However, one of the challenges created because of the dramatically increased efficiency of LED lighting is that using a traditional power measurement such as 100 watts does not offer any precise information about how bright the light drawing this much power would be. For example, our company, Leading Edge Designs, carries a 75 watt LED light fixture that is bright enough to be used as a street light - a far cry from a 100w incandescent light!
Therefore, one of the challenges faced by the lighting industry as a whole is how to consistently measure (and describe) brightness across different technologies, especially when they can be drastically different in the magnitude of intensity. Currently, one of the common ways to describe brightness that can be applied to both traditional and new technologies is to use the term "Lumen." Wikipedia defines a Lumen as "the International System of Units derived unit of luminous flux, a measure of the total 'amount' of visible light emitted by a source." (Luminous Flux is further defined here...)
This certainly seems like a reasonable unit to use, since it measures the total "amount" of visible light, and in many ways it is very useful. However, a challenge is created because Lumens actually measure the total amount of visible light emitted by a source without regard to the direction this light is emitted. Because of this, it does not accurately reflect the amount of light that actually reaches the eye of an observer. Some reasons for this are uniform across technologies, such as the amount of dust and other particles in the air, so these don't impact a meaningful discussion of how "bright" a light is, because they tend to have a relatively consistent impact on different lighting technologies.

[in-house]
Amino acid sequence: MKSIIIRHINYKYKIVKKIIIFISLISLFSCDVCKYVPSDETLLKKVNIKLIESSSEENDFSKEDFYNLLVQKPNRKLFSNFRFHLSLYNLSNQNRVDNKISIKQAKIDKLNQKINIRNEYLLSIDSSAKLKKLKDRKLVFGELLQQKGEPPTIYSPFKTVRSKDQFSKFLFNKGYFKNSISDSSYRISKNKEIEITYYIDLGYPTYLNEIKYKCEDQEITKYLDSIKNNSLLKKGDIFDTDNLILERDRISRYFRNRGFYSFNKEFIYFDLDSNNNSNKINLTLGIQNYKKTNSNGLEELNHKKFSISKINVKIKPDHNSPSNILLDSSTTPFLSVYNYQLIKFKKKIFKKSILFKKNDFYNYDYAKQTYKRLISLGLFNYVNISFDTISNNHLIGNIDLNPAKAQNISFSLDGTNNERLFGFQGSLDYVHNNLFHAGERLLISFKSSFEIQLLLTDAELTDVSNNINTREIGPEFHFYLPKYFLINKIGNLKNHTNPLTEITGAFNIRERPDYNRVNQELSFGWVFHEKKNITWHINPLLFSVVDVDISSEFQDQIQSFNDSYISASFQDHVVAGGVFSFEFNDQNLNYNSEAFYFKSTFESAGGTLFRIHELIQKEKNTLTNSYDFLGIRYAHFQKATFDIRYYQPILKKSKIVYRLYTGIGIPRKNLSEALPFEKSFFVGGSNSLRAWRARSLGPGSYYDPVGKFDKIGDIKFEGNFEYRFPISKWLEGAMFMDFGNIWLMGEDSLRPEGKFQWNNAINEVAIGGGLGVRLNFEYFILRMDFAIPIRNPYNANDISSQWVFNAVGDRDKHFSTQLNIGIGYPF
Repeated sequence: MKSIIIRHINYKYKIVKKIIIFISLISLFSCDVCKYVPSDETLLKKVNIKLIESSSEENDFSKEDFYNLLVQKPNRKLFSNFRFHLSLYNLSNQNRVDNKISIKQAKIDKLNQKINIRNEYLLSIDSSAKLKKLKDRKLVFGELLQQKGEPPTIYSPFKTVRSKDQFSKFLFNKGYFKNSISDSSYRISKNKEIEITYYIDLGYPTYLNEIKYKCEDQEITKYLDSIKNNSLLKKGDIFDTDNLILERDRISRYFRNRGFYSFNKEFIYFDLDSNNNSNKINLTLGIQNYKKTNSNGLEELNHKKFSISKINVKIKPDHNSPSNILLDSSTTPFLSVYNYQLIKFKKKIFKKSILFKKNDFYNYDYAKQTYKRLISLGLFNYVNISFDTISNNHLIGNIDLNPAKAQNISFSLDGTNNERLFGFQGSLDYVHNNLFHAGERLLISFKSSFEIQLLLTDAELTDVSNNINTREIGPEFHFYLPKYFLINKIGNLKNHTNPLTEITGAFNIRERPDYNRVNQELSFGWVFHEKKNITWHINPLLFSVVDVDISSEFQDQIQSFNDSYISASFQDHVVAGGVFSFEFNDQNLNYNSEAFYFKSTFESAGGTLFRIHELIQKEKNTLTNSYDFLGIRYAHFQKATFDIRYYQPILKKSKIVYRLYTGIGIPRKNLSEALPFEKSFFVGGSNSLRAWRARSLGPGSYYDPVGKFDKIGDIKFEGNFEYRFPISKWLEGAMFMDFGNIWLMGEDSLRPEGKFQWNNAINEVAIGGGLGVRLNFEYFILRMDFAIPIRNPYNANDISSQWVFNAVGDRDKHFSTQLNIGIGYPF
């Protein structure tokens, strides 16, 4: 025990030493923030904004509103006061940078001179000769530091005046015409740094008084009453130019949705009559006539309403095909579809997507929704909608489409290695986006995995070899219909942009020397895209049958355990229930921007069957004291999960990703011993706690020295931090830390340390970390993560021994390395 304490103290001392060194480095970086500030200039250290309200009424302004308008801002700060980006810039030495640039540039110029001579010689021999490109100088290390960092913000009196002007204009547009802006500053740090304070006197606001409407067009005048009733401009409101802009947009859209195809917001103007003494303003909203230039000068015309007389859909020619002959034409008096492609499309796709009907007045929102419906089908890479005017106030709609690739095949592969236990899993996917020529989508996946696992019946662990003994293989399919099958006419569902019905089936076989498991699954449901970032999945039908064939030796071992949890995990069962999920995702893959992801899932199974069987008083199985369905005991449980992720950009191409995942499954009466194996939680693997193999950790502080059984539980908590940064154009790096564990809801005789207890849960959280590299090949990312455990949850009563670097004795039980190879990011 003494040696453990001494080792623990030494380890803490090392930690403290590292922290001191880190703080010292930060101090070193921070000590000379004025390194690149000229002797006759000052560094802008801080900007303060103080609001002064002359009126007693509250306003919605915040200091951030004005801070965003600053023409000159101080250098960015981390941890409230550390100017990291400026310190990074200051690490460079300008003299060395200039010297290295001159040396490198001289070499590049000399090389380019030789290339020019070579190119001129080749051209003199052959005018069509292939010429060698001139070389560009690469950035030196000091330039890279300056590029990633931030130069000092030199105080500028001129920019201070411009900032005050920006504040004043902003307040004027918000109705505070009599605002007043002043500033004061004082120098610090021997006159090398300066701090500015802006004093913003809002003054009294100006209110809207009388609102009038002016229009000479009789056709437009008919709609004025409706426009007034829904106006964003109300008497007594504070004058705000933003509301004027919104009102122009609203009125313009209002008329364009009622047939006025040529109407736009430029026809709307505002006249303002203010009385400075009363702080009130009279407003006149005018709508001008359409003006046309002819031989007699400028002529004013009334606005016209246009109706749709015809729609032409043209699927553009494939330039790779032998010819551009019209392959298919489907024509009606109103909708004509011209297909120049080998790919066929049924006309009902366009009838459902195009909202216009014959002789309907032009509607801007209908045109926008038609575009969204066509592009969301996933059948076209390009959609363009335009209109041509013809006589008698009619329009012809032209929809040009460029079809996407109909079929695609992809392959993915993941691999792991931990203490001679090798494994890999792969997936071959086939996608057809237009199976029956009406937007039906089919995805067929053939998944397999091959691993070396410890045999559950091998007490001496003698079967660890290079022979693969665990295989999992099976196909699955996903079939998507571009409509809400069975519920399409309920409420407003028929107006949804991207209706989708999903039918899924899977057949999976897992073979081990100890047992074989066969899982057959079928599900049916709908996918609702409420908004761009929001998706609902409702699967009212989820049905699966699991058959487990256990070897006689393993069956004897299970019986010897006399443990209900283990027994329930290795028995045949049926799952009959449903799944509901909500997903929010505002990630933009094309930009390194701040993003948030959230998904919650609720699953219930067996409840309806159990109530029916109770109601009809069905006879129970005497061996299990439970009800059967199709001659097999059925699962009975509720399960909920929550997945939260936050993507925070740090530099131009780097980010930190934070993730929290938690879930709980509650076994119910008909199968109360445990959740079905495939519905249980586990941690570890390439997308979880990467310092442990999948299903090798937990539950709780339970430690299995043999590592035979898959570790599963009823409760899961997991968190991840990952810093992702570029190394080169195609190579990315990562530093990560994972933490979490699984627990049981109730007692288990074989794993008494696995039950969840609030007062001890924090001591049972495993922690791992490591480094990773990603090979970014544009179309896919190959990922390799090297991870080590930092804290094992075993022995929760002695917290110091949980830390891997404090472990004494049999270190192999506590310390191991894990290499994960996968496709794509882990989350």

However, there are some reasons that the total brightness of a light source doesn't reach an observer's eye that are different because of the technologies involved. The ones I'd like to focus on today are directional light and reflected light intensity.